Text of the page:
Jet Fuel From Seawater Is Possible, Still Impractical
Air contains about .04 percent carbon dioxide, but ocean water holds about 140 times that much -- and using electricity to split the water molecules and then combining them with hydrogen creates a hydrocarbon fuel ... and it works. For now, the problem is that it doesn't work especially well. Navy chemists have gone so far as to process seawater into "unsaturated short-chain hydrocarbons," according to NewScientist, "that with further refining could be made into a kerosene-based jet fuel." If they power the reaction with a clean energy source the military could correctly claim to be flying mostly "carbon neutral." At this stage, the process is still producing an undesired byproduct -- 30 percent methane. It also takes substantially more energy to create the fuel than the fuel itself can yield. Navy chemist Heather Willauer is leading the project and believes the efficiency of the process needs to be significantly improved, which may be achieved by applying a new catalyst to the process.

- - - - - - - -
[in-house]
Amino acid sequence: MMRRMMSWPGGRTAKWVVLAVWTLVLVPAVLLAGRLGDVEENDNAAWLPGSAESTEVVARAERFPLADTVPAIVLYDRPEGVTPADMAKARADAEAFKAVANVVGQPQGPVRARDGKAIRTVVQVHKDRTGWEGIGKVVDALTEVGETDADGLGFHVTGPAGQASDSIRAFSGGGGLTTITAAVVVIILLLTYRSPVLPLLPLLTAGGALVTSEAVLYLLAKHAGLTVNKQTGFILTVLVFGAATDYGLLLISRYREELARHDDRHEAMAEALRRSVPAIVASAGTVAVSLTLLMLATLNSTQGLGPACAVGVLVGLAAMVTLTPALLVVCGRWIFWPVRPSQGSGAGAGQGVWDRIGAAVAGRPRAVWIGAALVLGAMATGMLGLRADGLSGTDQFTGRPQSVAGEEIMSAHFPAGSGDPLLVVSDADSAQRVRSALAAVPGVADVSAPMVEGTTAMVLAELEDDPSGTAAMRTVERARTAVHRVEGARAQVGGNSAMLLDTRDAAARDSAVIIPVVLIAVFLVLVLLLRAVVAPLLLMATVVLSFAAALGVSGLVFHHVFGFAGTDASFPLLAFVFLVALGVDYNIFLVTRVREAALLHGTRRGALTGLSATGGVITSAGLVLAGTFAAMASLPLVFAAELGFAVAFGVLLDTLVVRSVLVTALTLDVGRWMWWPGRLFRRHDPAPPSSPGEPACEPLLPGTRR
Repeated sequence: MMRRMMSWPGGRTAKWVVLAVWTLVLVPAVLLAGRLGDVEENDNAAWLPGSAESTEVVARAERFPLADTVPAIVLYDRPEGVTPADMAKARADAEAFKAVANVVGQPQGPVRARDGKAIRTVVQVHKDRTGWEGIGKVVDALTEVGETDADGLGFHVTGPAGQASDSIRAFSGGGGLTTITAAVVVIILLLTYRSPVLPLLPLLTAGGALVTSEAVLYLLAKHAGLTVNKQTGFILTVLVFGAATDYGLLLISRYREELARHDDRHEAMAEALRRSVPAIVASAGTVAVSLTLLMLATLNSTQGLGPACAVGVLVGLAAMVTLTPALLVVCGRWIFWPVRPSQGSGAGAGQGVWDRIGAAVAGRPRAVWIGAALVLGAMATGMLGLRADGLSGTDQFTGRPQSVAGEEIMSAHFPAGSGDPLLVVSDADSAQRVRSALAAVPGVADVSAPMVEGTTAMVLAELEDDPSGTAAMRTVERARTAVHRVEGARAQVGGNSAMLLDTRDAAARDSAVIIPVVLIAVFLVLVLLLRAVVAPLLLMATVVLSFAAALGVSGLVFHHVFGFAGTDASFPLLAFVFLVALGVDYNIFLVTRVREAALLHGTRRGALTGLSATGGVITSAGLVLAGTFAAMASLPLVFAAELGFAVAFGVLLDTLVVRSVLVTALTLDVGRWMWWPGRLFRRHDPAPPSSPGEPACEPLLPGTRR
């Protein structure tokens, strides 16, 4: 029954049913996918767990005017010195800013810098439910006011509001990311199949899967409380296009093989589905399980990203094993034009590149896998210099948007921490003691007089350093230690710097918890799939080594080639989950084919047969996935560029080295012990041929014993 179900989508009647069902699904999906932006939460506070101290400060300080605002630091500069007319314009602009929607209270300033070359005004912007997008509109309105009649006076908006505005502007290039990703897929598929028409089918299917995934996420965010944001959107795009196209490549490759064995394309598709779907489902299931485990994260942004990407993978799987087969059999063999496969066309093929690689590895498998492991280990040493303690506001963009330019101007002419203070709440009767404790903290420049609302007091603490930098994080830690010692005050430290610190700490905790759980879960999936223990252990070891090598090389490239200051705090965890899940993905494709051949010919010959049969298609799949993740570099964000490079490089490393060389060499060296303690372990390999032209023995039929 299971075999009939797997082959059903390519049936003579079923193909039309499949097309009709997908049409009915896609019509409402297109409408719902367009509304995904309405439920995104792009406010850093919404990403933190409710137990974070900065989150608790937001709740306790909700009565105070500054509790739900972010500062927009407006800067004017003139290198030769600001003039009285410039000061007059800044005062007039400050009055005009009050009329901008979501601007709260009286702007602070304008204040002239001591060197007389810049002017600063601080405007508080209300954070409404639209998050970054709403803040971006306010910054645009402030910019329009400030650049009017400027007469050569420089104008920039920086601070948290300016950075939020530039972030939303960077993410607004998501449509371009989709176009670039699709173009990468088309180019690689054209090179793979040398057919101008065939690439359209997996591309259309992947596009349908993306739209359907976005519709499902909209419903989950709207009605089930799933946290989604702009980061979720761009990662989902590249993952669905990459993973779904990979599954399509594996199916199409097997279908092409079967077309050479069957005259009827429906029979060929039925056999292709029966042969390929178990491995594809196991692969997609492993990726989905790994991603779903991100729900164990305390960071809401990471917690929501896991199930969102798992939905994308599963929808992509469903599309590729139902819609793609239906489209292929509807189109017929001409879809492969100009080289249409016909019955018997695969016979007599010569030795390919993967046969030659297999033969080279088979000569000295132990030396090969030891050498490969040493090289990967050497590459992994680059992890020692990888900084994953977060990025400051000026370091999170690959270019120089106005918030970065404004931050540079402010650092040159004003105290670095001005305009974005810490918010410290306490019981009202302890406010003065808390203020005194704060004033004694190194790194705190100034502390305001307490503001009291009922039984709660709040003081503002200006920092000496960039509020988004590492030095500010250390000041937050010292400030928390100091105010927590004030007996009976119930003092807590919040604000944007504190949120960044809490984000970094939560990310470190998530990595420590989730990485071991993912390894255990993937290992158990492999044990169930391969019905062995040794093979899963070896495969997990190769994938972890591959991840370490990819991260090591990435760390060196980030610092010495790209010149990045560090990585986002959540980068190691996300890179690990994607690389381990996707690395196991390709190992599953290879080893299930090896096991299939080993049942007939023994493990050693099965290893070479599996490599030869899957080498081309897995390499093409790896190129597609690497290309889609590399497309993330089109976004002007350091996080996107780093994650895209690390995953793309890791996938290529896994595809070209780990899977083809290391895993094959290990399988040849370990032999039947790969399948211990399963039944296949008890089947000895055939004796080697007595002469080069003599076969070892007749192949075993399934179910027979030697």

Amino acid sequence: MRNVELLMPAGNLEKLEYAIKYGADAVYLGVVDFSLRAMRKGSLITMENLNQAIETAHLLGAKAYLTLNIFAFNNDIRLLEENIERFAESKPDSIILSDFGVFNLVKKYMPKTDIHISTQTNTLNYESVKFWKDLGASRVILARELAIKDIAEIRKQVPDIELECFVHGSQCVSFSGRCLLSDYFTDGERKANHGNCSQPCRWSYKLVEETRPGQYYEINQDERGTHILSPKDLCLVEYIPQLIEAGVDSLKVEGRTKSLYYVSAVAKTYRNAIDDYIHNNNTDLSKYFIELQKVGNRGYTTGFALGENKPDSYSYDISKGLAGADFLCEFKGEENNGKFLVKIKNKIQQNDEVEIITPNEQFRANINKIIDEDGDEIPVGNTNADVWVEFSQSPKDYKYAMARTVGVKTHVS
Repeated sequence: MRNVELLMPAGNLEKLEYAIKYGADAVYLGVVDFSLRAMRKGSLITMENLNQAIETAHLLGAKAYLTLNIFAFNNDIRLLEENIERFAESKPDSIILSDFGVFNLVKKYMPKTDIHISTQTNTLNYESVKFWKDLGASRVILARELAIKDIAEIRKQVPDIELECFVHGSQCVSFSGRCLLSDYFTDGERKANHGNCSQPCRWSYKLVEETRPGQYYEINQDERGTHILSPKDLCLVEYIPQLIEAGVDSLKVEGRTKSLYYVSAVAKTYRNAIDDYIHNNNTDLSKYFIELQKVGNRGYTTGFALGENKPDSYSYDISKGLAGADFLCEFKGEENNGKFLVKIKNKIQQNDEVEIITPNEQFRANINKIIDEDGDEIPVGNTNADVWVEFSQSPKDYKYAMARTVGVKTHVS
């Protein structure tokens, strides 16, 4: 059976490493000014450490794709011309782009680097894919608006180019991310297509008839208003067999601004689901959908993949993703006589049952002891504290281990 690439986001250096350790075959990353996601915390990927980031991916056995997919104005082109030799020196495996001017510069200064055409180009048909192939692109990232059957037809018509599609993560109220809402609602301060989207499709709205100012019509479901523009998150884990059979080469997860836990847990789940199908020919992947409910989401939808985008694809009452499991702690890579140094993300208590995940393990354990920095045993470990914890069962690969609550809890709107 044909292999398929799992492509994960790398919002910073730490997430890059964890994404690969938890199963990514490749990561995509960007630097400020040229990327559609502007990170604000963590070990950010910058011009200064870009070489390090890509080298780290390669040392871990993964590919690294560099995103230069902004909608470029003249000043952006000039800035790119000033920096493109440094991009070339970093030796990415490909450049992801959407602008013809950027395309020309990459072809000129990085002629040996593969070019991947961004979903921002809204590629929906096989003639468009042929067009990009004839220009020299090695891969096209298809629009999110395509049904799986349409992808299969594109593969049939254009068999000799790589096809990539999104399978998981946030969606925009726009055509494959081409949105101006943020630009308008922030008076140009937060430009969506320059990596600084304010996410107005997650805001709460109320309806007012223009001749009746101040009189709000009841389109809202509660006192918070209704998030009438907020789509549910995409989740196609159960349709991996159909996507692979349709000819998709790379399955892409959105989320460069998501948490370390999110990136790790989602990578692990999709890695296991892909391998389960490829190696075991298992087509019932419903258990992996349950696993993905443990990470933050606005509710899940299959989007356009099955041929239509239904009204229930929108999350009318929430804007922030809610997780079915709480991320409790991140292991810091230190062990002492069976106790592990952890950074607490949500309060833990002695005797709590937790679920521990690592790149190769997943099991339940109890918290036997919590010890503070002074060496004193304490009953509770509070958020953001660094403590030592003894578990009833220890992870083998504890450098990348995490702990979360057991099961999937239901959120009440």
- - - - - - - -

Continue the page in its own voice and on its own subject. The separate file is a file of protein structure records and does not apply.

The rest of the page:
Early attempts using a cobalt-based catalyst yielded methane, almost exclusively, along with some liquid fuel compounds and waxes. Switching to an iron catalyst shifted the balance to 30/70. But, again, the complex chain of reactions requires a significant amount of energy and every step added to the process is likely to add complications and cost.